A&G Lamattina & Sons Pty Ltd: Growing since 1955.
Oct 20
history of parsnips

A History of Parsnips

Parsnips have been around in a wild form in Europe since ancient times. Here’s a quick run down of the history of our favourite root veggie. Cultivated in Roman times (supposedly a favourite of Emperor Tiberius) and also fed to livestock, it was often used as a sweetener for cakes, breads, and jams before sugar became a kitchen staple. It’s believed that the British introduced parsnips to the New World when they started to colonise and settle. Despite once having been held in such high esteem in European kitchens, unfortunately, with the rise of the potato and sugar, parsnips’ popularity declined.

History of Parsnips in Literature

It’s not clear whether classical Greek and Roman authors were referring to carrots or parsnips with their use of ‘daucos’ in texts–which both Hippocrates and Dioscorides do. Pliny used the word ‘pastinaca’, but he might have been referring to both carrots and parsnips. Maestro Martino da Como did have a recipe for deep-fried parsnips in his “Libro de arte coquinaria” (“Book of the Art of Cookery”) written in 1450, which shows that parsnips did have some culinary presence in the Renaissance.

A 17th Century Parsnip Recipe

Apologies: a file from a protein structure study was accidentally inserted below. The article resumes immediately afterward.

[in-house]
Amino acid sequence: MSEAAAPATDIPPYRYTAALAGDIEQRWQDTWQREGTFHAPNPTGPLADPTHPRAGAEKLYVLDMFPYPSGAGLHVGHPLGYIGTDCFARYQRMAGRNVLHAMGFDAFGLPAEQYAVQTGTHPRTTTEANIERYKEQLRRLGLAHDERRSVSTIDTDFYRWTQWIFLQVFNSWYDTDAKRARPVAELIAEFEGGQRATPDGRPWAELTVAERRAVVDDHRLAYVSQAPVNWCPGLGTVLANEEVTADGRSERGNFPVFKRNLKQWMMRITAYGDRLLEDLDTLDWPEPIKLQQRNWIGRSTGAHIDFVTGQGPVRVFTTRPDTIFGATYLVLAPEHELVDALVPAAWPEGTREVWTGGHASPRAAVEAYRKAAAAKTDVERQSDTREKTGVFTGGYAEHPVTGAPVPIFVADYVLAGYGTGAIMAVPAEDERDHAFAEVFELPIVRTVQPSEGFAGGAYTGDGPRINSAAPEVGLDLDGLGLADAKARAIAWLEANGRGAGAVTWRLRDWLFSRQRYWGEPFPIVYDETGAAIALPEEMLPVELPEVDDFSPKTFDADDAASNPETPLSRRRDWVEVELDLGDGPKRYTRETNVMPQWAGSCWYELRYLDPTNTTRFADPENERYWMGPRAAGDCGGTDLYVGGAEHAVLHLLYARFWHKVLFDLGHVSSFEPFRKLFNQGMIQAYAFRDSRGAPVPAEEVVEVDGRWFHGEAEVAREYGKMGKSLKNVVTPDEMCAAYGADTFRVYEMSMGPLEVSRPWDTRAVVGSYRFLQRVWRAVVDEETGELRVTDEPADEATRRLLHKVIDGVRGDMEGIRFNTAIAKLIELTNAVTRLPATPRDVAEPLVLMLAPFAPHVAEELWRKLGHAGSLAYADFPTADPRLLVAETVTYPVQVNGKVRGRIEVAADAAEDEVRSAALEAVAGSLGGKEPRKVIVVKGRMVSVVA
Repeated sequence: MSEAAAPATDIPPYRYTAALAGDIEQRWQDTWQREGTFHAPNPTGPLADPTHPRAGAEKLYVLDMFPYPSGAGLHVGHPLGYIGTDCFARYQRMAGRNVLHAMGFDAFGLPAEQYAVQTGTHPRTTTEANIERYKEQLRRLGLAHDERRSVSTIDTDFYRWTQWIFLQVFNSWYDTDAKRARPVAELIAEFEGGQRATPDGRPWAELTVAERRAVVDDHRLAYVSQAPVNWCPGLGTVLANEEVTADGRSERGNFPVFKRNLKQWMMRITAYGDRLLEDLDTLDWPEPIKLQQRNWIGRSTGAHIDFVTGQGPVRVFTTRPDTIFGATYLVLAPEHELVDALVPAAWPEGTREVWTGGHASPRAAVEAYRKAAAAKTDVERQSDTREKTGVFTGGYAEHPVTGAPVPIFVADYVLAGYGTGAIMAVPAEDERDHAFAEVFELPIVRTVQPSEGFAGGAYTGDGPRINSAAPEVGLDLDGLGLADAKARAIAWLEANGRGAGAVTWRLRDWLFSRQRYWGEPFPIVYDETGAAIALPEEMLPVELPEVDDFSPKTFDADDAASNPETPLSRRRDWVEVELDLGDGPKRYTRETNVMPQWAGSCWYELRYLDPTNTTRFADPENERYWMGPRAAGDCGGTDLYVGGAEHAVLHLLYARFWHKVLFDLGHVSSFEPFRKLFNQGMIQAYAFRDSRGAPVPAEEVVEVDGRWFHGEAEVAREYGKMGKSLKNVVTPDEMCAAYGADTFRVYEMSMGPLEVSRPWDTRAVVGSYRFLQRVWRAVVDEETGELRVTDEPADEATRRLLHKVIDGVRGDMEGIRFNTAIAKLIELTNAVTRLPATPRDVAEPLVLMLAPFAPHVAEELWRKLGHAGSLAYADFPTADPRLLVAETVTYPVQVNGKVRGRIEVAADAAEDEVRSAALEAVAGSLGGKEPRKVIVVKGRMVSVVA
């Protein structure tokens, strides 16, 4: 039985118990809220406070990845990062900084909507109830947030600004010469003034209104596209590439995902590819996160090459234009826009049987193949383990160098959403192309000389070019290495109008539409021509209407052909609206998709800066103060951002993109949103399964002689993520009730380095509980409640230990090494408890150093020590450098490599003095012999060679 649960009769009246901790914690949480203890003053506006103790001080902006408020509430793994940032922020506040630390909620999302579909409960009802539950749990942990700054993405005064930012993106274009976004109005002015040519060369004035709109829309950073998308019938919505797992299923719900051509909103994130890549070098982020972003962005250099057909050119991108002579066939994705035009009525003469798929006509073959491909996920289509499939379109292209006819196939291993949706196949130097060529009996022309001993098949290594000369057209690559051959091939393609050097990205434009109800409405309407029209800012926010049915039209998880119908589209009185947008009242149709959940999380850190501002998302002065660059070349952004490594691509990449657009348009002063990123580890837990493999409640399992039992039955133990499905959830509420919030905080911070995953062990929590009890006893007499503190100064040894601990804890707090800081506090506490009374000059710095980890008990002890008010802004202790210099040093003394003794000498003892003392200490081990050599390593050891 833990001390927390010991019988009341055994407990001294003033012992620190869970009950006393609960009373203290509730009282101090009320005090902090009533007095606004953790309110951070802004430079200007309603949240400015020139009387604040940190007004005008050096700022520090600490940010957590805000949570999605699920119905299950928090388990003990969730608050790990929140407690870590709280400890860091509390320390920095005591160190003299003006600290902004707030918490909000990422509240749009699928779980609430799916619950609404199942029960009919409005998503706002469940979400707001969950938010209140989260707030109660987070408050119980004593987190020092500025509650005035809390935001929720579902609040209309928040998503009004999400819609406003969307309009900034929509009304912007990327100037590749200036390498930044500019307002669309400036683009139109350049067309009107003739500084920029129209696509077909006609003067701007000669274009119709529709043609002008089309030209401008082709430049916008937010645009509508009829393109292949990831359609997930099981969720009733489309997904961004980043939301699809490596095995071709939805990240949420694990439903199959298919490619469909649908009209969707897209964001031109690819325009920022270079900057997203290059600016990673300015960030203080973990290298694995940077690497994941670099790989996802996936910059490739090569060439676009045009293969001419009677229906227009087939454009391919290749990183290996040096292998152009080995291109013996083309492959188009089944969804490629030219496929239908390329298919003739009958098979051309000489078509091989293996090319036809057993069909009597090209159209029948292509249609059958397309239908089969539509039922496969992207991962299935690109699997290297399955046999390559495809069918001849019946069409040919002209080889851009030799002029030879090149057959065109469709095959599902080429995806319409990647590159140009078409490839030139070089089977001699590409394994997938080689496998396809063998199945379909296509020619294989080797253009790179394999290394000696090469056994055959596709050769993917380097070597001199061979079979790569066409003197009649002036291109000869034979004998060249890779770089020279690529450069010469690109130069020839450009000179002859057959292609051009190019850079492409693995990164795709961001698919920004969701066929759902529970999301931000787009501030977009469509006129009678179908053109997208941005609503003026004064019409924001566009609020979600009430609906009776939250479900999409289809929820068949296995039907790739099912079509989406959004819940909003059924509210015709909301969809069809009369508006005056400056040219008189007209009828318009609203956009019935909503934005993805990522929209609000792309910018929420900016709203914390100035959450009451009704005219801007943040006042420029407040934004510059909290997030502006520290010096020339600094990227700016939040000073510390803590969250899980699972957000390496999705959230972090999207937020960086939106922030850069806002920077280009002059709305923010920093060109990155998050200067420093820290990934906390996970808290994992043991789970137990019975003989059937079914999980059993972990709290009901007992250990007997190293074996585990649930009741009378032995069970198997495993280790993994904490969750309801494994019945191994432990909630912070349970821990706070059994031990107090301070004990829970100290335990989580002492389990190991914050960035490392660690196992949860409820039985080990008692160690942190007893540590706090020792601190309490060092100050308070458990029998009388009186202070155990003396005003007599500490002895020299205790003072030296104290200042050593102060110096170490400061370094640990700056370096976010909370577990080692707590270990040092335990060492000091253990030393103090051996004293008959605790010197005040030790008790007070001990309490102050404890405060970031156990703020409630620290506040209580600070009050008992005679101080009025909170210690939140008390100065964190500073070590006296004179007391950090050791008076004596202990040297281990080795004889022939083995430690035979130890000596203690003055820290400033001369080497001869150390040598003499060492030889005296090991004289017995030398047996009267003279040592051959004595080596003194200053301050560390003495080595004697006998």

Via the Washington Post, here’s a 17th Century parsnip recipe that you might be interested in trying out at home:

If last spring’s foresight has already won you a parsnip crop, try this 17th-century recipe from Sir Kenelm Digbie for a simple parsnip pudding. Grate the parsnips and stew the result in milk, adding more milk from time to time “till it hath drunk in a good quantity of the Milk, and is well swelled with it, and will take in no more.”

Eat the parsnips, Digbie urges, “without Sugar or Butter, for they will have a natural sweetness that is beyond Sugar, and will be Unctuous so as not to need Butter.” He was right about the sugar, but a knob of butter would be beyond sublime.

Parsnip Pudding

10 minPrep Time

40 minCook Time

50 minTotal Time

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Recipe Image


  • 3-4 large parsnips
  • 275-425 ml milk


  1. Peel the parsnips and slice them.
  2. Put sliced parsnips in a heavy saucepan with enough milk to cover them.
  3. Bring to the boil and cook gently without a lid, taking care that the milk does not boil over, until the parsnips are tender.
  4. Take out the parsnips and process them into a puree.
  5. Put them in a greased double boiler, and add a little of the milk they were cooked in. The puree should absorb it.
  6. Add more milk, little by little, until the parsnips will take no more. This should take about half an hour.
  7. Eat them without sugar or butter (or so Sir Digby says, but well, we’re not judging.)

Our parsnip packs can be found in your local supermarket. Happy eating!

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The History of Parsnips (x)
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